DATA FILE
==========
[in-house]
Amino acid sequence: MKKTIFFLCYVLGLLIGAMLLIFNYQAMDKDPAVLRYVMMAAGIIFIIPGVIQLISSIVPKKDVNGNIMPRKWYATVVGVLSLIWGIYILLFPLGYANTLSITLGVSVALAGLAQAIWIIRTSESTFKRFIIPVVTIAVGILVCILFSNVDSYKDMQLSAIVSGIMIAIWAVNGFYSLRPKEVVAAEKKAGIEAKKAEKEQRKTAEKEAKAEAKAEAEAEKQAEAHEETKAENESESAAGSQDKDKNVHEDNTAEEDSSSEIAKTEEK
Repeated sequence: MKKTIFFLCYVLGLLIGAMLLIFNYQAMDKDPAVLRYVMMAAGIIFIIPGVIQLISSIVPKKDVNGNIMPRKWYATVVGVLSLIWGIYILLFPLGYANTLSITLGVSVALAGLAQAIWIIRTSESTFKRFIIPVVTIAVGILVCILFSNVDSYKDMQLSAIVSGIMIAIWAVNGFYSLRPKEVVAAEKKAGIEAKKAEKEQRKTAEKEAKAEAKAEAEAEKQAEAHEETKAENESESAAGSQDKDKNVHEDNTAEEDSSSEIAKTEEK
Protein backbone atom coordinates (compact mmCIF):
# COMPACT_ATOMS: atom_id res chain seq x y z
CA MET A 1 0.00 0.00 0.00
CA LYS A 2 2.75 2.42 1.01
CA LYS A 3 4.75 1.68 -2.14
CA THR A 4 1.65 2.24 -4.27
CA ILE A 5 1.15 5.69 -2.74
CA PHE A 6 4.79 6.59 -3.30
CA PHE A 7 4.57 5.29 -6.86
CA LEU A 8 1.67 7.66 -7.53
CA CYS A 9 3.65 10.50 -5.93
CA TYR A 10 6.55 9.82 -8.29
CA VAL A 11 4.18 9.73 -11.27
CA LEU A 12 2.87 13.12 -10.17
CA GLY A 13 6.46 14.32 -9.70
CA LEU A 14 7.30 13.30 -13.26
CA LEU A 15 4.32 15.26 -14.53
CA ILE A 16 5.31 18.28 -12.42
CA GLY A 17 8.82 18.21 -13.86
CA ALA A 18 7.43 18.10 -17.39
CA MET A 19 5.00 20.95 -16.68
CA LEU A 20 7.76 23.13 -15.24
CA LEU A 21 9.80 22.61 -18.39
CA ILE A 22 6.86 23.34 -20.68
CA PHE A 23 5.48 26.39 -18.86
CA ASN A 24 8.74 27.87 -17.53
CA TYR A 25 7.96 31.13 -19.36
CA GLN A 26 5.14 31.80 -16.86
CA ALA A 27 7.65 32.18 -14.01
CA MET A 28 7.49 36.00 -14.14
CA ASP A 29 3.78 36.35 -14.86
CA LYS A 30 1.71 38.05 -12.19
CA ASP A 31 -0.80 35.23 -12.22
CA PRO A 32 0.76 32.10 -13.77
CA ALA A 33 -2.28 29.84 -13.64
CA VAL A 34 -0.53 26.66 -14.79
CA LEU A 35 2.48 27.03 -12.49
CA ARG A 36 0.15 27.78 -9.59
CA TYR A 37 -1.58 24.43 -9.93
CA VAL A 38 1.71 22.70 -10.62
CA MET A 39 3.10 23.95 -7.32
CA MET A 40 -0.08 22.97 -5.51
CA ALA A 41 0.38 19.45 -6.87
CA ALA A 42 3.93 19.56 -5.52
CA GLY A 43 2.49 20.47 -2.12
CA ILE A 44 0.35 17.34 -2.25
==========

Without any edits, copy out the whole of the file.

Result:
[in-house]
Amino acid sequence: MKKTIFFLCYVLGLLIGAMLLIFNYQAMDKDPAVLRYVMMAAGIIFIIPGVIQLISSIVPKKDVNGNIMPRKWYATVVGVLSLIWGIYILLFPLGYANTLSITLGVSVALAGLAQAIWIIRTSESTFKRFIIPVVTIAVGILVCILFSNVDSYKDMQLSAIVSGIMIAIWAVNGFYSLRPKEVVAAEKKAGIEAKKAEKEQRKTAEKEAKAEAKAEAEAEKQAEAHEETKAENESESAAGSQDKDKNVHEDNTAEEDSSSEIAKTEEK
Repeated sequence: MKKTIFFLCYVLGLLIGAMLLIFNYQAMDKDPAVLRYVMMAAGIIFIIPGVIQLISSIVPKKDVNGNIMPRKWYATVVGVLSLIWGIYILLFPLGYANTLSITLGVSVALAGLAQAIWIIRTSESTFKRFIIPVVTIAVGILVCILFSNVDSYKDMQLSAIVSGIMIAIWAVNGFYSLRPKEVVAAEKKAGIEAKKAEKEQRKTAEKEAKAEAKAEAEAEKQAEAHEETKAENESESAAGSQDKDKNVHEDNTAEEDSSSEIAKTEEK
Protein backbone atom coordinates (compact mmCIF):
# COMPACT_ATOMS: atom_id res chain seq x y z
CA MET A 1 0.00 0.00 0.00
CA LYS A 2 2.75 2.42 1.01
CA LYS A 3 4.75 1.68 -2.14
CA THR A 4 1.65 2.24 -4.27
CA ILE A 5 1.15 5.69 -2.74
CA PHE A 6 4.79 6.59 -3.30
CA PHE A 7 4.57 5.29 -6.86
CA LEU A 8 1.67 7.66 -7.53
CA CYS A 9 3.65 10.50 -5.93
CA TYR A 10 6.55 9.82 -8.29
CA VAL A 11 4.18 9.73 -11.27
CA LEU A 12 2.87 13.12 -10.17
CA GLY A 13 6.46 14.32 -9.70
CA LEU A 14 7.30 13.30 -13.26
CA LEU A 15 4.32 15.26 -14.53
CA ILE A 16 5.31 18.28 -12.42
CA GLY A 17 8.82 18.21 -13.86
CA ALA A 18 7.43 18.10 -17.39
CA MET A 19 5.00 20.95 -16.68
CA LEU A 20 7.76 23.13 -15.24
CA LEU A 21 9.80 22.61 -18.39
CA ILE A 22 6.86 23.34 -20.68
CA PHE A 23 5.48 26.39 -18.86
CA ASN A 24 8.74 27.87 -17.53
CA TYR A 25 7.96 31.13 -19.36
CA GLN A 26 5.14 31.80 -16.86
CA ALA A 27 7.65 32.18 -14.01
CA MET A 28 7.49 36.00 -14.14
CA ASP A 29 3.78 36.35 -14.86
CA LYS A 30 1.71 38.05 -12.19
CA ASP A 31 -0.80 35.23 -12.22
CA PRO A 32 0.76 32.10 -13.77
CA ALA A 33 -2.28 29.84 -13.64
CA VAL A 34 -0.53 26.66 -14.79
CA LEU A 35 2.48 27.03 -12.49
CA ARG A 36 0.15 27.78 -9.59
CA TYR A 37 -1.58 24.43 -9.93
CA VAL A 38 1.71 22.70 -10.62
CA MET A 39 3.10 23.95 -7.32
CA MET A 40 -0.08 22.97 -5.51
CA ALA A 41 0.38 19.45 -6.87
CA ALA A 42 3.93 19.56 -5.52
CA GLY A 43 2.49 20.47 -2.12
CA ILE A 44 0.35 17.34 -2.25